Contra reductive physicalism/materialism, White also cites physicist Arthur Eddington: "The stuff of the world is mind-stuff" (p. 174).. And James Jeans, also a physicist: "I incline to the idealistic theory that consciousness is fundamental, and that the material universe is derivative from consciousness, not consciousness from the material universe ... In general the universe seems to me to be nearer to a great thought than to a great machine" (p. 174).

In closing, here are two excerpts from White's final pages:

"We [Americans] are a culture in which self-evident lies, supported by stunning lapses in argument, are eagerly taken up by our most literate public, which is happy to call it 'fascinating' and 'provocative,' while also assuming it is our inevitable future" (p. 182).

"... Romanticism goes science one better: it also liberates us from the scam—the delusions—of science, of technology, and of the reign of the ever more efficient administration of life that has been the essential problem in the West for the last two centuries" (p. 192).

See also:

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Tuesday, July 09, 2013


Nothing Better than a Noble Failure

Cardinal Altamira (to Father Gabriel, concerning the politics over the fate of the Jesuit reductions): ... I assure you that the courts of Europe are a jungle in comparison with which your jungle here is a tidy garden.

Don Hontar (during a visit at the San Miguel mission): ... your Christian community is commercially competitive.

Cardinal Altamira: Yes, it's very prosperous. Isn't that precisely why you want to take it over?

Don Hontar: No, you should've achieved a noble failure if you wanted the approval of the state. There's nothing we like better than a noble failure.

Father Gabriel (to Father Rodrigo, on the eve of the destruction of the San Carlos mission): If might is right then love has no place in the world. It may be so but I don't have the strength to live in a world like that ...

Don Hontar (after the Portuguese massacre at, and the razing of, the San Carlos mission): You had no alternative, your Eminence. We must work in the world. The world is thus.

Cardinal Altamira: No, Señor Hontar, thus have we made the world. Thus I have made it.

Source: The Mission (1986)

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Monday, July 08, 2013


Mental Illness as Construct

"Here's the problem," Frances* said. "There is no definition of a mental disorder."

I mentioned that that hadn't stopped him from putting one into the DSM-IV, or the people who were then making the DSM-5 from fiddling with it.

"And it's bullshit," he said. "I mean you can't define it." [p. 23]

"the personality disorders are not at all clearly distinct from normal functioning or from each other," [p. 263; quoting Allen Frances; emphasis added]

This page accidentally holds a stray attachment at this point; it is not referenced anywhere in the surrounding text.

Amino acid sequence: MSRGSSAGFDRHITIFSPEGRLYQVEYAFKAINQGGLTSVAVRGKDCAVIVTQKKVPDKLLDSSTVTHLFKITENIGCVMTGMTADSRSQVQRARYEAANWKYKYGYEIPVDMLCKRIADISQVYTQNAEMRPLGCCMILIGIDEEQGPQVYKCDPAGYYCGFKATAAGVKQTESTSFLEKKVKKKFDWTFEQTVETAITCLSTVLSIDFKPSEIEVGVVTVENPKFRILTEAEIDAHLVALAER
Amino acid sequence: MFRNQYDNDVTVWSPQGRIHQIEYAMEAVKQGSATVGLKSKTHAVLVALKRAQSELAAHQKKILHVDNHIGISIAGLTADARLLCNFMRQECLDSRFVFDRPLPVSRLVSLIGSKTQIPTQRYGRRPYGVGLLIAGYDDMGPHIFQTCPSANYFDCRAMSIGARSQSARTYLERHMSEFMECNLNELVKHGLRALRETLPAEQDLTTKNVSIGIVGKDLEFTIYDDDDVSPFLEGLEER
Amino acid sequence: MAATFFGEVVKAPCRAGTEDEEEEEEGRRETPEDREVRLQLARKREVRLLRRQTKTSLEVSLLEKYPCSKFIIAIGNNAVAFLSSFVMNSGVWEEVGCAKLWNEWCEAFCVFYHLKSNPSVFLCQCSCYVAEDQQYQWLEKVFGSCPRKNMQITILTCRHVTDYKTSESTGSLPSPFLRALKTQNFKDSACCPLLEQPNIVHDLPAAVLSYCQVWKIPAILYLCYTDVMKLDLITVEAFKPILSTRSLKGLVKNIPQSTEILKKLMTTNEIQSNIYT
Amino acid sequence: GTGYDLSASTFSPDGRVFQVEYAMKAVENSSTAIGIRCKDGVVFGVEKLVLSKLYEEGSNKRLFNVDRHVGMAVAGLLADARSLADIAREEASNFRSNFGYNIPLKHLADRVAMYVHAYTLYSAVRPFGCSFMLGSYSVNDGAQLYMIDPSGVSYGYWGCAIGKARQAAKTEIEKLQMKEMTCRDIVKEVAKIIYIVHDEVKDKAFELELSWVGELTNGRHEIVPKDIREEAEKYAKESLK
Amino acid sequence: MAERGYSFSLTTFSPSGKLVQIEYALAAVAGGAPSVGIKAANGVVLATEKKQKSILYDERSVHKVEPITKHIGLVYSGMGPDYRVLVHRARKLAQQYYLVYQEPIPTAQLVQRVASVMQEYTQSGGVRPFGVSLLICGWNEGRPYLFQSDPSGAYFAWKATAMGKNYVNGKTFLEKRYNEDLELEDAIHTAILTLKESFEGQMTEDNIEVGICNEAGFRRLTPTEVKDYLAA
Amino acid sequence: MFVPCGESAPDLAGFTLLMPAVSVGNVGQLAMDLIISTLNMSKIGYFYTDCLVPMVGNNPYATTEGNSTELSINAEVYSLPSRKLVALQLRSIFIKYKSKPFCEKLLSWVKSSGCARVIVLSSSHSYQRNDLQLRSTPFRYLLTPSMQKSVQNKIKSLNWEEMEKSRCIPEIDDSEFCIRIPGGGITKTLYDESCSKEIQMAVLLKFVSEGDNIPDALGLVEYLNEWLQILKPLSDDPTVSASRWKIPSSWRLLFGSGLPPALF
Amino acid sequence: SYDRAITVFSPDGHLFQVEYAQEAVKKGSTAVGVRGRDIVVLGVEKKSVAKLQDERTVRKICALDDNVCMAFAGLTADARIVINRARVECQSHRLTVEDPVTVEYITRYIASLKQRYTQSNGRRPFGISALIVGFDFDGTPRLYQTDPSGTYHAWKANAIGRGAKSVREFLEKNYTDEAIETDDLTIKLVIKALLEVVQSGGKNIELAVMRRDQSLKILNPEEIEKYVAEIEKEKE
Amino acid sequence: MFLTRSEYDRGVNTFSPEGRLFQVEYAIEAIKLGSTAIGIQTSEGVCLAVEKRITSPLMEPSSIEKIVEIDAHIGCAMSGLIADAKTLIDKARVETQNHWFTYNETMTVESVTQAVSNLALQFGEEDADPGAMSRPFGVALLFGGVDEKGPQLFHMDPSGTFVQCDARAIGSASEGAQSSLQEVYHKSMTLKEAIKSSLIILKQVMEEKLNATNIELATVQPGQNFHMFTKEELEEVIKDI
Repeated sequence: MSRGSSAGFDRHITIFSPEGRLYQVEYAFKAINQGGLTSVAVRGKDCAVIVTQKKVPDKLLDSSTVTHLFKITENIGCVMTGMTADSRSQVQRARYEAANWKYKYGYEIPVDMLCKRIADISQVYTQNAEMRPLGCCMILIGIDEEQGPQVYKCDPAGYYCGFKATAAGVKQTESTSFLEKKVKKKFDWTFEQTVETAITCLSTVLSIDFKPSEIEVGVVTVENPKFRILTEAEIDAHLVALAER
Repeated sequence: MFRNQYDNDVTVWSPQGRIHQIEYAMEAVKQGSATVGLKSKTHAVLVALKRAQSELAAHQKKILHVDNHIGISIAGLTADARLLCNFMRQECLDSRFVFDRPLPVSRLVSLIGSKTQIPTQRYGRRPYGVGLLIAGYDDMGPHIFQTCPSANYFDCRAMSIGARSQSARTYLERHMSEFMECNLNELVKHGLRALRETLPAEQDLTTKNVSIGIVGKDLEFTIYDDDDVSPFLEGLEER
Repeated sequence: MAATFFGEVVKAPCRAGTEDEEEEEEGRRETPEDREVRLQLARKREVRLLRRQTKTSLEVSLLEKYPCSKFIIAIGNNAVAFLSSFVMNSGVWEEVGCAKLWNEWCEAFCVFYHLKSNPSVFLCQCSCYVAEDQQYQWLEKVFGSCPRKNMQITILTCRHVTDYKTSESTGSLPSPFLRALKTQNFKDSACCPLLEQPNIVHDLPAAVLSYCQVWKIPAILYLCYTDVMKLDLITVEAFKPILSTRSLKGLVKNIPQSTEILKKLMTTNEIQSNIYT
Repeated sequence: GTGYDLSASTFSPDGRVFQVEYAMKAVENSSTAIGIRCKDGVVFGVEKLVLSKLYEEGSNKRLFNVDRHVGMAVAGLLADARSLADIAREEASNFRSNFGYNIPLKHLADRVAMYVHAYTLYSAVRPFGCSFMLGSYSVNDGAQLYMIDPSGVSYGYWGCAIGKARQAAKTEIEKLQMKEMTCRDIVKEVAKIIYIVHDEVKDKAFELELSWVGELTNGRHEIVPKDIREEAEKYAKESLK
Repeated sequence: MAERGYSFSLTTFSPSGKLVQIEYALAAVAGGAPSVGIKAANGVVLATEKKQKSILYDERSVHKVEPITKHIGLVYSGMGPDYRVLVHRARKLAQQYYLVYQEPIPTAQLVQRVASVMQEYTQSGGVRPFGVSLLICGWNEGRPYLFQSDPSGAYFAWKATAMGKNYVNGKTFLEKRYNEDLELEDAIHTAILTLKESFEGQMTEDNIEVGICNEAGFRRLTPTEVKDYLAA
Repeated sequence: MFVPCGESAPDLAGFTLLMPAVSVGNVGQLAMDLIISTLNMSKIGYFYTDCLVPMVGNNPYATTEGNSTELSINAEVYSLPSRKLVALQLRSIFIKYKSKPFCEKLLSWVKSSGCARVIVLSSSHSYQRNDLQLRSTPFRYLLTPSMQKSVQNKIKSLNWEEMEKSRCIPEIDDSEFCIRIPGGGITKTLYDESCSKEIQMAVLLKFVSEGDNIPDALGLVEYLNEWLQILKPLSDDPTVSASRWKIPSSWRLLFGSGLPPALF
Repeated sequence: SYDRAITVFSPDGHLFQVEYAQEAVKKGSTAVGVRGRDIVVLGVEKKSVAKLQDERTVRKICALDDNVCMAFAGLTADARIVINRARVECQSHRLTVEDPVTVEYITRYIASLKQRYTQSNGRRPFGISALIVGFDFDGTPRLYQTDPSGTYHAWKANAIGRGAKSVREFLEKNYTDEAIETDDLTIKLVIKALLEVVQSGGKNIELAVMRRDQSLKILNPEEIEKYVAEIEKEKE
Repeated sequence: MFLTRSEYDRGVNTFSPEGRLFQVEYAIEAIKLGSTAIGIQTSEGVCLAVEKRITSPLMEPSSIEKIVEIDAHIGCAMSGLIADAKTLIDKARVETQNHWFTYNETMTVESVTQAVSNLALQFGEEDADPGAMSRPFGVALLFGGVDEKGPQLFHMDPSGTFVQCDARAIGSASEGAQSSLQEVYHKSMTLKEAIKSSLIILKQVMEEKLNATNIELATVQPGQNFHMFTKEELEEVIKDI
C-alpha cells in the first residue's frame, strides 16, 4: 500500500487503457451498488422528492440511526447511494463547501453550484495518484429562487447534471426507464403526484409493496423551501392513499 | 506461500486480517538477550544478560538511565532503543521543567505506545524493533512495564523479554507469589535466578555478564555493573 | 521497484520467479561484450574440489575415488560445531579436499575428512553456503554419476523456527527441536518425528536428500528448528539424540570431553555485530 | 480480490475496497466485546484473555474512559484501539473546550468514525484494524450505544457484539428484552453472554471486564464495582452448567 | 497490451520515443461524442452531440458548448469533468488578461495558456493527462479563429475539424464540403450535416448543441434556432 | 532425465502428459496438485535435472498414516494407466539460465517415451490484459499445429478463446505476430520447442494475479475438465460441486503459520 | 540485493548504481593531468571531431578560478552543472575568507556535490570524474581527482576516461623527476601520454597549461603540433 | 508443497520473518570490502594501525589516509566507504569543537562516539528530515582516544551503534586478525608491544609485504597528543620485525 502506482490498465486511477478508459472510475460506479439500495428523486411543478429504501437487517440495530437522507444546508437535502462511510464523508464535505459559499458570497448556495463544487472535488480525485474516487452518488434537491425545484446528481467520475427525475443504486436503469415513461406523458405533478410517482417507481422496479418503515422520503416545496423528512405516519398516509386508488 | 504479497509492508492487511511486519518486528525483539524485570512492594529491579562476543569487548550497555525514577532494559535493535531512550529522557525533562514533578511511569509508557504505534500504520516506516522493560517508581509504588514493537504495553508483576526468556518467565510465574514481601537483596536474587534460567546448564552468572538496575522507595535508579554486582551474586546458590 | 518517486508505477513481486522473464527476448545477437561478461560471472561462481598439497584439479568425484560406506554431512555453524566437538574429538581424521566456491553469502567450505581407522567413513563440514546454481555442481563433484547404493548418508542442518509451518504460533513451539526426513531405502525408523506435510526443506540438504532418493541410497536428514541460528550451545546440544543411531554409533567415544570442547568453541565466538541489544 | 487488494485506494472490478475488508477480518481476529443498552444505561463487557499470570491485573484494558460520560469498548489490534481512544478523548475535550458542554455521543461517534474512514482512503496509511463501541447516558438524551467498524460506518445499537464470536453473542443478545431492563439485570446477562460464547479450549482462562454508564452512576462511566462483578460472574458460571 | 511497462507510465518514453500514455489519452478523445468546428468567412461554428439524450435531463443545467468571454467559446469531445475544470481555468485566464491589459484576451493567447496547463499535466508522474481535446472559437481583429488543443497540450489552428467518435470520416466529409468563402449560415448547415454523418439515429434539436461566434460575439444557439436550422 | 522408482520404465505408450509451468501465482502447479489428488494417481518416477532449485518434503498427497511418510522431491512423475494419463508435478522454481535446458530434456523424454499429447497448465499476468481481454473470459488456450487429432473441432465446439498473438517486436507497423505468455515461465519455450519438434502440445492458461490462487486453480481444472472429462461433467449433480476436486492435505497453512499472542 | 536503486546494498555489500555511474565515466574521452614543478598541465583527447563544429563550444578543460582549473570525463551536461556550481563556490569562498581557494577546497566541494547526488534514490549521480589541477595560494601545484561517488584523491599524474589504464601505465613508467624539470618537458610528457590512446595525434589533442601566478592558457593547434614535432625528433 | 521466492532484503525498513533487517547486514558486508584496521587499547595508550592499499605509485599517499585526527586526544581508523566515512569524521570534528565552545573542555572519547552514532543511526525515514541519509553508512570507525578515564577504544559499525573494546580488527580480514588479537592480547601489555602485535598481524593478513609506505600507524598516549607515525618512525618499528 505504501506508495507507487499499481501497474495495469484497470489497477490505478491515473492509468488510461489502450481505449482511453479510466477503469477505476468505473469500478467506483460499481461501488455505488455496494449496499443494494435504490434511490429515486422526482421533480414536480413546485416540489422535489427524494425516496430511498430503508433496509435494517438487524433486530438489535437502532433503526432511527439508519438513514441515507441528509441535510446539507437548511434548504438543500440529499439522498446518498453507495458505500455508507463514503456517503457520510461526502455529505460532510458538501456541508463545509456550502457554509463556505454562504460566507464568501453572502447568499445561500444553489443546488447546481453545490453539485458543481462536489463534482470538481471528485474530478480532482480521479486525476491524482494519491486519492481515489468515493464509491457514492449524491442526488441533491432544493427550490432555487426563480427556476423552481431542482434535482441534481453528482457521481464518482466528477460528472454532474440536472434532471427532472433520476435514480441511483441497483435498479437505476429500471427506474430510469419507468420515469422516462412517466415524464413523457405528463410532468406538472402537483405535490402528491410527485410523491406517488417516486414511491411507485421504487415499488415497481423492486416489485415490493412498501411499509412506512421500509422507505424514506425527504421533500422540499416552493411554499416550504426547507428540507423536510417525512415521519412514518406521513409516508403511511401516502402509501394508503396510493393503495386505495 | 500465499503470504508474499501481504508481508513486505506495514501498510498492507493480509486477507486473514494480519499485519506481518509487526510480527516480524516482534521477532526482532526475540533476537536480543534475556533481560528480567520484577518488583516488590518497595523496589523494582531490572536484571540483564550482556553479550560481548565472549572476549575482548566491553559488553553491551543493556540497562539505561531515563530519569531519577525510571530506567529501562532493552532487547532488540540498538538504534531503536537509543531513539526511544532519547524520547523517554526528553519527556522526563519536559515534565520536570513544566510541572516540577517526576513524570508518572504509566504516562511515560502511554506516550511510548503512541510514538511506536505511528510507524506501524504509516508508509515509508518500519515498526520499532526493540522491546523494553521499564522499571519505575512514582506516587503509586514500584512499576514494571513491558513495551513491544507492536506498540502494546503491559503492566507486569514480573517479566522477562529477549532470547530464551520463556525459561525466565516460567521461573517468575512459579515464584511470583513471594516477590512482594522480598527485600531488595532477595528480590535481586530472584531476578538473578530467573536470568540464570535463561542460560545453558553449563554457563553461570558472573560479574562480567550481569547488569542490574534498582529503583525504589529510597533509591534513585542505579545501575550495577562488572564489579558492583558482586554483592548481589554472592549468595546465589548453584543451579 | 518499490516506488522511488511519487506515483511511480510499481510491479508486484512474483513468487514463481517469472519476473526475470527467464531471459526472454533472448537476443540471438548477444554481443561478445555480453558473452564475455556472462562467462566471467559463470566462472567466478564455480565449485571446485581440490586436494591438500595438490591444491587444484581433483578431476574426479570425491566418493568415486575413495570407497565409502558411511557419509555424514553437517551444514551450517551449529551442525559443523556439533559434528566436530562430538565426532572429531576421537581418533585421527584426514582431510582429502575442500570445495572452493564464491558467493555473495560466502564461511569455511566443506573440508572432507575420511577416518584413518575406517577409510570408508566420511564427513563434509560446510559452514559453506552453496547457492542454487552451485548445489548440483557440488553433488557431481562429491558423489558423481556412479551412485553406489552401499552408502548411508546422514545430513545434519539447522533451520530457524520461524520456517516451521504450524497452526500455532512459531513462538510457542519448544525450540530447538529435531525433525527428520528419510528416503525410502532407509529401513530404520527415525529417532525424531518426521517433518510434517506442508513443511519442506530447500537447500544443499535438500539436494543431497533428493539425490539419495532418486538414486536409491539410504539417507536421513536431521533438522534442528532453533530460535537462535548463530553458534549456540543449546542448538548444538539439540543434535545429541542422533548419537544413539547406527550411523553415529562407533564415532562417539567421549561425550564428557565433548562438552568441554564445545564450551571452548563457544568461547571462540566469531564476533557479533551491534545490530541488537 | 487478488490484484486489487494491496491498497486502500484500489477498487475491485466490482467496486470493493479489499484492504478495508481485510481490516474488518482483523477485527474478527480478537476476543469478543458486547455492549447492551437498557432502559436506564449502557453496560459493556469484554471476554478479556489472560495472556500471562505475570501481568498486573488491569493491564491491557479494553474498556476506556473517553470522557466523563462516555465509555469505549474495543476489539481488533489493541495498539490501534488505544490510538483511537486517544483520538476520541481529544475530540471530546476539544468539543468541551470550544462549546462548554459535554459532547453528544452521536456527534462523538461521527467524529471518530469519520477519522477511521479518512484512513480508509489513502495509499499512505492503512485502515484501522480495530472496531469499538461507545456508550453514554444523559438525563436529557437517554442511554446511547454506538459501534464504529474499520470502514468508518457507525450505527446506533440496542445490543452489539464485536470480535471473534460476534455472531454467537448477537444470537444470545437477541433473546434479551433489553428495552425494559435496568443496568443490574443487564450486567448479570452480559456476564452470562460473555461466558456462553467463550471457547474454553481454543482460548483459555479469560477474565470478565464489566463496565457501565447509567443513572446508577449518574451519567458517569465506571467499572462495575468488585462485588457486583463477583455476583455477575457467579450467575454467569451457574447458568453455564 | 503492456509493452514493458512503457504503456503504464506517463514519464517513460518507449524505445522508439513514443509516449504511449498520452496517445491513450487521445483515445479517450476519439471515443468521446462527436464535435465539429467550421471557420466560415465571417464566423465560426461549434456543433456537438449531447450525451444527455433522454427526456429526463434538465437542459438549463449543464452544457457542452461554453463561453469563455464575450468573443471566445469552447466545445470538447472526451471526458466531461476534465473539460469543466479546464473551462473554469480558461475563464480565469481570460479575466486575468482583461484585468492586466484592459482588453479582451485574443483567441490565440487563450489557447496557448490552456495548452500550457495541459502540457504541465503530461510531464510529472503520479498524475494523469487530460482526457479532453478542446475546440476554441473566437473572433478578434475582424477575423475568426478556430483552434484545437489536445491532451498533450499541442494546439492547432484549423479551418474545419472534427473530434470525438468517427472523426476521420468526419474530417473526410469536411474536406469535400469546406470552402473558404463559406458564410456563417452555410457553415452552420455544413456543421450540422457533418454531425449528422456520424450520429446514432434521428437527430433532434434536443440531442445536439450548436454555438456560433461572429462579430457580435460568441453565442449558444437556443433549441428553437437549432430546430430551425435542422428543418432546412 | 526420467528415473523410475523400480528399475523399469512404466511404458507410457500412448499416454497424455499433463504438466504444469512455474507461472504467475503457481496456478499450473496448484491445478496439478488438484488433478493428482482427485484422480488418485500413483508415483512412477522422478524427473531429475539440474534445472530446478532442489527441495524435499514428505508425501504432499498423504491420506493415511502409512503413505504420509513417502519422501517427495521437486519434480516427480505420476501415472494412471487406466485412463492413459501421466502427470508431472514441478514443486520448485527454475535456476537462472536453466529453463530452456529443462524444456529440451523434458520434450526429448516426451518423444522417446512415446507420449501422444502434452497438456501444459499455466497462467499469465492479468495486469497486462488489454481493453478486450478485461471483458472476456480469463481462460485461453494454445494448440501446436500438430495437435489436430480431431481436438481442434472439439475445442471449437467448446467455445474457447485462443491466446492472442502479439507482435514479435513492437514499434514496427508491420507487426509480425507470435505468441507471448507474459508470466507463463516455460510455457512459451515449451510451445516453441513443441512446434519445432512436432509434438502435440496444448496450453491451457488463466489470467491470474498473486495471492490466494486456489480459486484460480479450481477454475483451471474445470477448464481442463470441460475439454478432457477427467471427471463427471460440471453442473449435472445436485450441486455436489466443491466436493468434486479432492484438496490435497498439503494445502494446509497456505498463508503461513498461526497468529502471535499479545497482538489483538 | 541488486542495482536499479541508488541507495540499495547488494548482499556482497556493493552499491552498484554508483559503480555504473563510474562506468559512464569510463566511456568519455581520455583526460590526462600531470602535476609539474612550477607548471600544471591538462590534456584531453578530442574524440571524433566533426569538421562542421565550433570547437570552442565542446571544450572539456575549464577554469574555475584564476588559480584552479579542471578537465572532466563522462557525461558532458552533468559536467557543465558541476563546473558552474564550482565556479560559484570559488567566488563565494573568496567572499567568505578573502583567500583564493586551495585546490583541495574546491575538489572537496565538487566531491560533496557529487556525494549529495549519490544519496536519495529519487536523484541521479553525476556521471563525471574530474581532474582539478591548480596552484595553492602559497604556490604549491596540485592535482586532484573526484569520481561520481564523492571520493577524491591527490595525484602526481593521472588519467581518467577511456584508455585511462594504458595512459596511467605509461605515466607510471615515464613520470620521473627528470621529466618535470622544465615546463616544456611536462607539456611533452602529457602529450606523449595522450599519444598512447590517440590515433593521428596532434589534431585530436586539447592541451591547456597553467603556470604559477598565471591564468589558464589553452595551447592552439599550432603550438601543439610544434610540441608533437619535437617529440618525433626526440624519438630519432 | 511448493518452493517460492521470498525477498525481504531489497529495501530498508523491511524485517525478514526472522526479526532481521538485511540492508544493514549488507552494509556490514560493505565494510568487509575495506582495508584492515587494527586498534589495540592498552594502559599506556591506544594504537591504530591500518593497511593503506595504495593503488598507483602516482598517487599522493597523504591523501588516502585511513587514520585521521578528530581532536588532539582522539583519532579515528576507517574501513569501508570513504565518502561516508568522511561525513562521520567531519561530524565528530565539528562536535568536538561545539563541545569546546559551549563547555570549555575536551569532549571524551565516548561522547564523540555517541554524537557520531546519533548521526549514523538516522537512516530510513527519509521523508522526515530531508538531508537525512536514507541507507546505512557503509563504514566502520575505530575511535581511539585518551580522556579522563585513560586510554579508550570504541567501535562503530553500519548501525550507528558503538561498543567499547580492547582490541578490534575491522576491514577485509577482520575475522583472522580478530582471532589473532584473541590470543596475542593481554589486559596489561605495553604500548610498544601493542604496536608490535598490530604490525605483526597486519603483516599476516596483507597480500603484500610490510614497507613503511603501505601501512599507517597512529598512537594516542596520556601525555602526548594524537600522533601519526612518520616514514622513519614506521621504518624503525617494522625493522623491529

What Insel heard "over and over again" on his tour [of "hospitals and universities around the country"] was that psychiatrists were tired of being trapped by the DSM. "we are so embedded in this structure," he told me. He and his colleagues had spent so much time diagnosing mental disorders that "we actually believe they are real. But there's no reality. These are just constructs. There's no reality to schizophrenia or depression." [p. 340]

"Whatever we've been doing for five decades," [Insel] told me, "it ain't working. And when I look at the numbers–the number of suicides, the number of disabilities, mortality data–it's abysmal, and it's not getting any better. All the ways in which we've approached these illnesses, and with a lot of people working very hard, the outcomes we've got to point to are pretty bleak–especially, he added, compared with the "extraordinary" progress in other fields, such as the 70 percent drop in mortality from cardiovascular disease since he went to medical school or the steep reductions in deaths from auto accidents and homicides. There are some people for whom some of what we do is enormously helpful," he said. But even so, "we don't know which treatments are working for which people." And this litany of failure, he said, "gets us back to your interest in nosology. Maybe we just need to rethink this whole approach." [pp. 351-352]

Source: Gary Greenberg. The Book of Woe: The DSM and the Unmaking of Psychiatry (Penguin, 2013).

    *Allen J. Frances, MD is the former head of the Duke University School of Medicine's psychiatry department and was once referred to by The New York Times as "perhaps the most powerful psychiatrist in America." Frances served on the American Psychiatric Association's (APA) personality disorders work group for the 1980 DSM-III. He was chair of the APA task force responsible for the 1994 DSM-IV.
     †DSM is an abbreviation for the APA's Diagnostic and Statistical Manual of Mental Disorders.
     ‡Thomas R. Insel, MD, is the Director of the National Institute of Mental Health.

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Quotable: Every Journalist Knows

Every journalist who is not too stupid or too full of himself to notice what is going on knows that what he does is morally indefensible. He is a kind of confidence man, preying on people's vanity, ignorance, or loneliness, gaining their trust and betraying them without remorse. Like the credulous widow who wakes up one day to find the charming young man and all her savings gone, so the consenting subject of a piece of nonfiction learns—when the article or book appears—his hard lesson. Journalists justify their treachery in various ways according to their temperaments. The more pompous talk about freedom of speech and "the public's right to know"; the least talented talk about Art; the seemliest murmur about earning a living. 

Source: Janet Malcolm. The Journalist and the Murderer (Vintage Books, 1990). p. 3.